The International Storytelling Center will not retain ownership of the $1.3 million storytelling building in downtown Jonesborough that has served as anchor of tourism for the town since its construction in 2004.
The board of governors of the nonprofit ISC organization, which emerged from Chapter 11 bankruptcy in late June, announced this week that its efforts to secure funding and negotiate an agreement with the USDA Office of Rural Development that would allow it to buy back the iconic storytelling center that prompted its bankruptcy have come up short.
“Although we have tried for many months to develop a way by which we could afford to retain the building, we have not been successful. Therefore, ISC is not in a financial position to be able to settle our debt with Rural Development-USDA and retain ownership of the center building,” the board said in a written statement released to local media.
David Glasgow, state director of communications for Rural Development, said Thursday the Rural Development office in Nashville is aware that the ISC board met on June 29 to discuss its options on the building but because of the July 4 holiday has not received notice of “what action the board decided to take or not to take.”
“We’re waiting to here from them,” Glasgow said. “The next step depends on a lot of things but at this point we don’t have any official word from them and we can’t do or say anything until we have that.”
According to Glasgow, ISC still owns the building at this point and Rural Development has not taken any action to sell the building to initiate foreclosure proceedings.
“At this point, they still own the center at the new $1.3 million price the (bankruptcy) court set,” Glasgow said. “I will say we do want to see the center be an important part of (Jonesboough) and the county and we are certainly not in any rush.”
Jonesborough Mayor Kelly Wolfe, who has previously emphasized the town’s concern that the building be retained for use as a storytelling venue, said Thursday Jonesborough has been working closely with Rural Development for some time and in light of the ISC’s inability to purchase the facility, is developing a plan that will allow the town to purchase the building.
“We’ve been working closely with Rural Development to come to a purchase price and a deal by which we could acquire the property and potentially solve several problems at the same time,” Wolfe said.
“We received word last Friday that ISC had voted to not seek to retain ownership of the building. Their fundraising efforts over many months did not generate enough pledges or contributions to make the purchase a reality. Now that this chapter is closed, I would like to see the town of Jonesborough make a good business decision for our taxpayers regarding the future of this facility.”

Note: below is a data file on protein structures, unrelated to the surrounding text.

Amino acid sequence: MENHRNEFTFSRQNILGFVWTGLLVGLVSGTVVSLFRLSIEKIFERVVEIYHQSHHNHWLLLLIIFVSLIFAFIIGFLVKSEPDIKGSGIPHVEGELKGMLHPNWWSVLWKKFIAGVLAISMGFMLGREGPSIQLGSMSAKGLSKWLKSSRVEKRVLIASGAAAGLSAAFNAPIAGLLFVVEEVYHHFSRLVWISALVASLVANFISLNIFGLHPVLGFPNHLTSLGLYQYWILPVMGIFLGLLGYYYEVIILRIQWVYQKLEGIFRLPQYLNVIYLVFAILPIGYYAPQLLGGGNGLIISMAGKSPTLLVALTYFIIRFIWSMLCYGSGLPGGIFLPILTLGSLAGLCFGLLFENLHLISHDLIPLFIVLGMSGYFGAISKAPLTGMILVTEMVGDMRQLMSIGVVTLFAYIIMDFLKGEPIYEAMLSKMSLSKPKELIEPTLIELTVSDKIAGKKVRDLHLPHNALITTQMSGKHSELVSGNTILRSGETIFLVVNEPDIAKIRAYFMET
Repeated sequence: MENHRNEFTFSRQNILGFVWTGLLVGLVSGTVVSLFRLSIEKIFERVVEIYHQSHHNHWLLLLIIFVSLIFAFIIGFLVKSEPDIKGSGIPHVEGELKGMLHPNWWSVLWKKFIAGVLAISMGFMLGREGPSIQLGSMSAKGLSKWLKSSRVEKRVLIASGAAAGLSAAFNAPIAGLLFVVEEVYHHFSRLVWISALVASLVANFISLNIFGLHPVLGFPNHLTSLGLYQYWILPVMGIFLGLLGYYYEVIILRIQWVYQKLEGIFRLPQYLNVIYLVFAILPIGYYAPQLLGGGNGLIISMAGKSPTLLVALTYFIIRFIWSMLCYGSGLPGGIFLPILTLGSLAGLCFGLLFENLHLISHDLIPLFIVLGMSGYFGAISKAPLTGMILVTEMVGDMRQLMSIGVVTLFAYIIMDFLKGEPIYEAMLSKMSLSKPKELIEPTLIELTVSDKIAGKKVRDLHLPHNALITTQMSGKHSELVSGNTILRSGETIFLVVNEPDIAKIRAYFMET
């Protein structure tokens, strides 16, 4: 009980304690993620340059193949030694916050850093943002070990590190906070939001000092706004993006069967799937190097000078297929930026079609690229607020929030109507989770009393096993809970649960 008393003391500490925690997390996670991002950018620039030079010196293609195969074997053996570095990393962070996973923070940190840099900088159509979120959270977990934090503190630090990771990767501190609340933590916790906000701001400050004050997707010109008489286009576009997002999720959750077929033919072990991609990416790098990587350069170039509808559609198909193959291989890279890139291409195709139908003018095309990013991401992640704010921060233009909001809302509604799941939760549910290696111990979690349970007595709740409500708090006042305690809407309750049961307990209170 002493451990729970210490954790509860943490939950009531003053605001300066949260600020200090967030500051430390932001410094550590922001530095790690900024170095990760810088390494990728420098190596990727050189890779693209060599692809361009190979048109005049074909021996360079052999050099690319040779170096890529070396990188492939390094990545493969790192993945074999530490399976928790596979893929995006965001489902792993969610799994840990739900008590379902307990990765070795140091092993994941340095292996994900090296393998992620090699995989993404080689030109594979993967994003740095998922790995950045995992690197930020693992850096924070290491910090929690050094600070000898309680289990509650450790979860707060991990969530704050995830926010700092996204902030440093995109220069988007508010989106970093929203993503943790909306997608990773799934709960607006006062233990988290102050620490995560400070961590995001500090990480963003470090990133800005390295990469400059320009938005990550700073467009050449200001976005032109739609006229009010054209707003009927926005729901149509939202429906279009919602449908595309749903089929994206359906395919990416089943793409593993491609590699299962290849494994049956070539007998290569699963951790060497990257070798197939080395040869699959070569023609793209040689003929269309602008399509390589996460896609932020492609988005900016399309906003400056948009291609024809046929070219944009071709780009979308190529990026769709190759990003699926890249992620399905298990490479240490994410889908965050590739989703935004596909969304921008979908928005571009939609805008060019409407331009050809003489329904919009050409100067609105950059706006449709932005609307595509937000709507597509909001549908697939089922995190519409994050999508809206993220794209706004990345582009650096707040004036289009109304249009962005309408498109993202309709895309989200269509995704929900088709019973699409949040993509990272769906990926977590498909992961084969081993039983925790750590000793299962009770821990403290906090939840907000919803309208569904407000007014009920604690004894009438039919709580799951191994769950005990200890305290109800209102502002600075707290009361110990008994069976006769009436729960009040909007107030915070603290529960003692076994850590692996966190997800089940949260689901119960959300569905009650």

According to the mayor, a proposal to be presented to the town’s board of Mayor and Aldermen at their next regular meeting on Monday includes a plan to incorporate the storytelling building with town’s participation in the state’s Main Street program and the town’s need for welcome center in the downtown district.
“We’ve been looking for space downtown to create a visitors’ center annex or a welcome center. We need additional space for an interactive kiosk to direct visitors to our merchants and restaurants. Quite frankly we need more seating and better use of some public space around the ISC building. And I sincerely believe we need to have our Main Street coordinator’s office headquartered downtown.
“We hope to bring a proposal to Monday night’s meeting that will address these many issues, solve the continuing problem of storytelling and the future of that facility, and be a good deal for the taxpayers of our town,” the mayor said.
Wolfe noted that Rural Development “has been a good friend to Jonesborough and to Washington County over the years” and said he believes the town will be able to negotiate a purchase price for the storytelling center that is less than the $1.3 million value of the building that was set by the bankruptcy court in March.
ISC’s bankruptcy reorganization plan includes an agreement from Rural Development to give ISC 30 days notice to vacate the building if Rural Development initiates a foreclosure sale.
ISC founder and President Emeritus Jimmy Neal Smith, who for many years served as ISC’s executive director, said at the time of the bankruptcy proceedings, if ISC has to vacate the storytelling center, it will move its operations to the historic Chester Inn next door to the ISC building where it has maintained its offices since the center’s opening.
In its written statement to the media, the ISC board of governors said, “We would like to express our appreciation to our many friends in the community, especially Rural Development-USDA, for their patience and understanding during this difficult process.”
“We shall continue to produce the National Storytelling Festival each year as well as other tourism-generating activities important to our organization, Jonesborough, and the surrounding region. Above all else, we believe the perpetuation of storytelling should be the central mission of our organization, reflecting our desire that storytelling continue to positively influence our culture and society for many generations to come.”